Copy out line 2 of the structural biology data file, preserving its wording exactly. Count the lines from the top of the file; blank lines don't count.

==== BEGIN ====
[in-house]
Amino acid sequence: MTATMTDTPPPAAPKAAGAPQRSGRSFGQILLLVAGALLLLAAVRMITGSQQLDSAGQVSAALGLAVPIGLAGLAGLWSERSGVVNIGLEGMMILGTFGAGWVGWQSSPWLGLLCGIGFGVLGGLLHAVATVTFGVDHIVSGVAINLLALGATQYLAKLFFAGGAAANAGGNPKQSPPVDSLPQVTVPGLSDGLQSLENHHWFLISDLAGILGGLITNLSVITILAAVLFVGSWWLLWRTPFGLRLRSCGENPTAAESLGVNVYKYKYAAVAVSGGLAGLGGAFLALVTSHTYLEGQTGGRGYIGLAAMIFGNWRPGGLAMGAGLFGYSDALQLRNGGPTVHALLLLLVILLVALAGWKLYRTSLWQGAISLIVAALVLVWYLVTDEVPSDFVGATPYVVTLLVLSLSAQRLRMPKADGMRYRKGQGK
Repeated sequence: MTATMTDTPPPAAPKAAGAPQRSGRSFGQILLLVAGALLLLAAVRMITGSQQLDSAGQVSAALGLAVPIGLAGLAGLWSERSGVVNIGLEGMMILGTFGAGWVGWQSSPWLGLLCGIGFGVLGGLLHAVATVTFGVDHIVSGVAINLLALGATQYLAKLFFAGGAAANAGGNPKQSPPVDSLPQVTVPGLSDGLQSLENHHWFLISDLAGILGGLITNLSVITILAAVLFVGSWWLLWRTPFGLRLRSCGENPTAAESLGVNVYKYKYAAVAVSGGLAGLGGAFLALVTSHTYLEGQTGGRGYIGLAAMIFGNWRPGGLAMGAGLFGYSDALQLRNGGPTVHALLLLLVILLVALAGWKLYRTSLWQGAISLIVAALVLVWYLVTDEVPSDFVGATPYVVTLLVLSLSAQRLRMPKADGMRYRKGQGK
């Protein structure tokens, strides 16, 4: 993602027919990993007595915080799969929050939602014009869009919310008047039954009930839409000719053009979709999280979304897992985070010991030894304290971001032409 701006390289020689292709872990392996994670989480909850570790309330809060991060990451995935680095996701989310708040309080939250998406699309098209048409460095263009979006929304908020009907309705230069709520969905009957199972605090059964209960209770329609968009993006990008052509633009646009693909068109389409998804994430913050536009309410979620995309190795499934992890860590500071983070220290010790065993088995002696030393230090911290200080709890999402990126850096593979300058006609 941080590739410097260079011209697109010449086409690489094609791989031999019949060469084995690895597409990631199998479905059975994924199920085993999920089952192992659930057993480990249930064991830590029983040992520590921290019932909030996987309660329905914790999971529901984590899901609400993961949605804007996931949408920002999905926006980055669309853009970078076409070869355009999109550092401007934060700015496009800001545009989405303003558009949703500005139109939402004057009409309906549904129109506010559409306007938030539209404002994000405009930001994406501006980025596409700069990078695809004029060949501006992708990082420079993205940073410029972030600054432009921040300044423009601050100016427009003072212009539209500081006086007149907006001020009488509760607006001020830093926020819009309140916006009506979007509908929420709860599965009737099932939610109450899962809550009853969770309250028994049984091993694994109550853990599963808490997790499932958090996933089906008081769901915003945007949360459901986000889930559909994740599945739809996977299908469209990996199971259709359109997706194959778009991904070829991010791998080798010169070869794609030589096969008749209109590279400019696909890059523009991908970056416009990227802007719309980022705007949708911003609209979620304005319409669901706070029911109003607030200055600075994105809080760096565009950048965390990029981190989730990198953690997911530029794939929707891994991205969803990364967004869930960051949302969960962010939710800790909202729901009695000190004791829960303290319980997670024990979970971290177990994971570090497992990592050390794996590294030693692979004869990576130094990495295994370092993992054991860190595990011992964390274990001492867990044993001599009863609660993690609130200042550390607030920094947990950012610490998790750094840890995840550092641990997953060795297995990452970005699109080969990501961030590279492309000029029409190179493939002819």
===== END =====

Amino acid sequence: MTATMTDTPPPAAPKAAGAPQRSGRSFGQILLLVAGALLLLAAVRMITGSQQLDSAGQVSAALGLAVPIGLAGLAGLWSERSGVVNIGLEGMMILGTFGAGWVGWQSSPWLGLLCGIGFGVLGGLLHAVATVTFGVDHIVSGVAINLLALGATQYLAKLFFAGGAAANAGGNPKQSPPVDSLPQVTVPGLSDGLQSLENHHWFLISDLAGILGGLITNLSVITILAAVLFVGSWWLLWRTPFGLRLRSCGENPTAAESLGVNVYKYKYAAVAVSGGLAGLGGAFLALVTSHTYLEGQTGGRGYIGLAAMIFGNWRPGGLAMGAGLFGYSDALQLRNGGPTVHALLLLLVILLVALAGWKLYRTSLWQGAISLIVAALVLVWYLVTDEVPSDFVGATPYVVTLLVLSLSAQRLRMPKADGMRYRKGQGK